Use this URL to cite or link to this record in EThOS: http://ethos.bl.uk/OrderDetails.do?uin=uk.bl.ethos.721865
Title: Illuminating the manuscript : a policy archaeology of English Primary music education
Author: Shirley, David Ian
Awarding Body: University of Sheffield
Current Institution: University of Sheffield
Date of Award: 2017
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Abstract:
In 2011, the UK Coalition government introduced a strategy for music education in England - the National Music Plan (NMP). Founded on Darren Henley’s (2011) review of English music education, the NMP outlines arrangements for the funding, organisation, staffing and management of English music education. This thesis is founded on the idea that policy initiatives such as the NMP reflect government thinking about the nature of policy problems. Policy problems are constituted by a particular social view about truth and knowledge. Drawing on Scheurich's (1994) policy archaeology framework (PA), this study sets out to explore the social rules by which NMP policy problems are constituted and how the NMP is perceived amongst music education policy enactors. This PA is conducted through the critical discourse analysis (CDA) of three Coalition government music education policy texts and the thematic analysis of fifteen semi-structured interviews. CDA findings suggest that Coalition government music education policy discourse is infused with both neo-liberal and neo-conservative ideology. The interview data suggests participants perceive four pre-NMP music education policy problems: ‘inequality,’ ‘incoherence,’ and ‘inefficiency’, which reflect neo-liberal policy influences; and ‘musical excellence’, which reflects a neo-conservatism influence. Participant responses suggest that the NMP has enhanced music education provision and workforce training in all regions, but that local history, politics, ideology and vision, and geography are limiting factors. Participant responses also indicate increased confidence for job security; however, this belies the ongoing impoverishment of music teachers’ pay and conditions, reported by many participants. The findings of this study resonate with Spruce's (2013) claim that the NMP has ‘tamed’ English secondary music education. I engage with this claim to show how the NMP has ‘tamed’ primary music education and the music education workforce. The ubiquity of neo-liberal/neo-conservative discourse denies the possibility of a broad, creative general music education, centred on musical exploration and discovery. Furthermore, the failure of the NMP to address existing regional inequalities in terms of provision, training, and teachers’ pay and conditions means that inequalities remain between the quality and breadth of musical opportunities for children in different schools across the English regions. I conclude by offering nine recommendations for policy and practice.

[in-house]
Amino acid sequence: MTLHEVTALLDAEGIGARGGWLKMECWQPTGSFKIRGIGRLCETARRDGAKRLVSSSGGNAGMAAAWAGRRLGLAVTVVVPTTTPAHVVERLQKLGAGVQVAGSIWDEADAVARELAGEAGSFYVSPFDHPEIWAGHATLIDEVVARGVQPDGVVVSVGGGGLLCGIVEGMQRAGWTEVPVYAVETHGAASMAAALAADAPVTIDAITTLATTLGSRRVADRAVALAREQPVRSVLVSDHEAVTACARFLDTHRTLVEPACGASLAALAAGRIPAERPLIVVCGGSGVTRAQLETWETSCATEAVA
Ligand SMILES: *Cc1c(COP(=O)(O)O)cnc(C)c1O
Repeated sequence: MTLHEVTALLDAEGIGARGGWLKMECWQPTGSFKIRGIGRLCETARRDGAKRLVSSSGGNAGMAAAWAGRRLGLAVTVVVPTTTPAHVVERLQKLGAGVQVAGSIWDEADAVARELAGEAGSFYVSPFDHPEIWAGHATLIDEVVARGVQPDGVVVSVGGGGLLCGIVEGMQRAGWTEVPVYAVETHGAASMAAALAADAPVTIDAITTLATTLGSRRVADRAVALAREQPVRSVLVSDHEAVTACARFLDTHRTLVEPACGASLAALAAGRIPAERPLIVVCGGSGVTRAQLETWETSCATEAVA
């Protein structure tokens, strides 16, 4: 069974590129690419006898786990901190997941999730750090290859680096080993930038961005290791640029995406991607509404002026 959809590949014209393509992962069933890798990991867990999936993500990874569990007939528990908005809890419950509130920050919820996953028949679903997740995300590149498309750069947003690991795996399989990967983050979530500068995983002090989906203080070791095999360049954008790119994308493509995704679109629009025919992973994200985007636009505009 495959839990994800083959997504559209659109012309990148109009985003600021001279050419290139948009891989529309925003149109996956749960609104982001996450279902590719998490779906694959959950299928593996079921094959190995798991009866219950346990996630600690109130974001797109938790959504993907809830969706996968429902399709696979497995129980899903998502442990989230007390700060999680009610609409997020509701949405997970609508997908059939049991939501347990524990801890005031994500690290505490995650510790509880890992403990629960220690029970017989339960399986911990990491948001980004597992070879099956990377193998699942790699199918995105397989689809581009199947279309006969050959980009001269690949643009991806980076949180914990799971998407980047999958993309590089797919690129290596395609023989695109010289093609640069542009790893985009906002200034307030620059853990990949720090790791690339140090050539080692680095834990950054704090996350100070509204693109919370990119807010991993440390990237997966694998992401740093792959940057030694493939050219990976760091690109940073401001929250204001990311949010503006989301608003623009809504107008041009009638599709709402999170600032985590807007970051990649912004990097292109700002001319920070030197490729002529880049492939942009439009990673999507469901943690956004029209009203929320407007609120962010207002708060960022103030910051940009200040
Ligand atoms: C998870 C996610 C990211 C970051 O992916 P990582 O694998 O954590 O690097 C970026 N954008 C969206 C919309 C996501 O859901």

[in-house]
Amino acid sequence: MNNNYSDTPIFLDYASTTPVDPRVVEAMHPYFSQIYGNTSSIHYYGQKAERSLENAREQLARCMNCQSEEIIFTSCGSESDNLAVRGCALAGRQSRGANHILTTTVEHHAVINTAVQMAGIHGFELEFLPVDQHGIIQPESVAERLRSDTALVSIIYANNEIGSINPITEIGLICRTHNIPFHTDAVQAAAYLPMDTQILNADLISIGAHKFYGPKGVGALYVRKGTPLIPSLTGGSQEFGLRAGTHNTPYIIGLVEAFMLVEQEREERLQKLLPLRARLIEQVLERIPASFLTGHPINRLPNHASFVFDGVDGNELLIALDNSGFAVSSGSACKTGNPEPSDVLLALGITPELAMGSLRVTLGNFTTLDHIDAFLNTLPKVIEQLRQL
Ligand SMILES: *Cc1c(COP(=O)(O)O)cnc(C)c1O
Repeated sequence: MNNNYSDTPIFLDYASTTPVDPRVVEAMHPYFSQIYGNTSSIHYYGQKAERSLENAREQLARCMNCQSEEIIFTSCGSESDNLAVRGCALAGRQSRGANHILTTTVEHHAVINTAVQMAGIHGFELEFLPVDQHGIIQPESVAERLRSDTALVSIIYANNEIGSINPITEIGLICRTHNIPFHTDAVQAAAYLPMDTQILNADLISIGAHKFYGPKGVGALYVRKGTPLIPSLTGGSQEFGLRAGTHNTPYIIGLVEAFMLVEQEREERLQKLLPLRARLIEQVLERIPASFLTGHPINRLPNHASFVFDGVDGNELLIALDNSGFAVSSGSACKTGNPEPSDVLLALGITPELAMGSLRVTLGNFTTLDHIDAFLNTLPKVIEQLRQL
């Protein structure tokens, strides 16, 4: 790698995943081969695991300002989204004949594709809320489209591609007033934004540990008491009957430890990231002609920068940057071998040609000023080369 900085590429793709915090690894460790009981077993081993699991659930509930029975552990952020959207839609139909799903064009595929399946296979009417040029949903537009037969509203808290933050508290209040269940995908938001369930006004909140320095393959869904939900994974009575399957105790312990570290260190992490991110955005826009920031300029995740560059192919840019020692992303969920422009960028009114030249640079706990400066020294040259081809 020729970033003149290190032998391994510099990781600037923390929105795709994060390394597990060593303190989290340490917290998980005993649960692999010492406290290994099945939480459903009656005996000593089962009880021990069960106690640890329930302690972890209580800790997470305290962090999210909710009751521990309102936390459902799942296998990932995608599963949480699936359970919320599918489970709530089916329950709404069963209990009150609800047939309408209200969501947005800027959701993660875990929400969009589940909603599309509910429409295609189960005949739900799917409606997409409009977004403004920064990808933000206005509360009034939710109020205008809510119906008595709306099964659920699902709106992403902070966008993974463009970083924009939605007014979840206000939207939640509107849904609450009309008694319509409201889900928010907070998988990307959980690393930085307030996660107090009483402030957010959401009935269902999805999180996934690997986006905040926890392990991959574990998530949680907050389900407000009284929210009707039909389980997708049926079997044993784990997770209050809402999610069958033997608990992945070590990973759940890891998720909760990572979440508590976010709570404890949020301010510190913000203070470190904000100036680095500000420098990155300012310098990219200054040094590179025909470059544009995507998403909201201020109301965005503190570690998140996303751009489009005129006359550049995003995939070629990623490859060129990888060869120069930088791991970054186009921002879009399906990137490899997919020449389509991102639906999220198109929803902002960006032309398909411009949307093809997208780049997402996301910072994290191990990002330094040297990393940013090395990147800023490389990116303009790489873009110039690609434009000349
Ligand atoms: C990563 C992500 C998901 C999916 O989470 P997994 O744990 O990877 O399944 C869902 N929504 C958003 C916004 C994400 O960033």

Supervisor: Winter, Chris Sponsor: Not available
Qualification Name: Thesis (Ed.D.) Qualification Level: Doctoral
EThOS ID: uk.bl.ethos.721865  DOI: Not available
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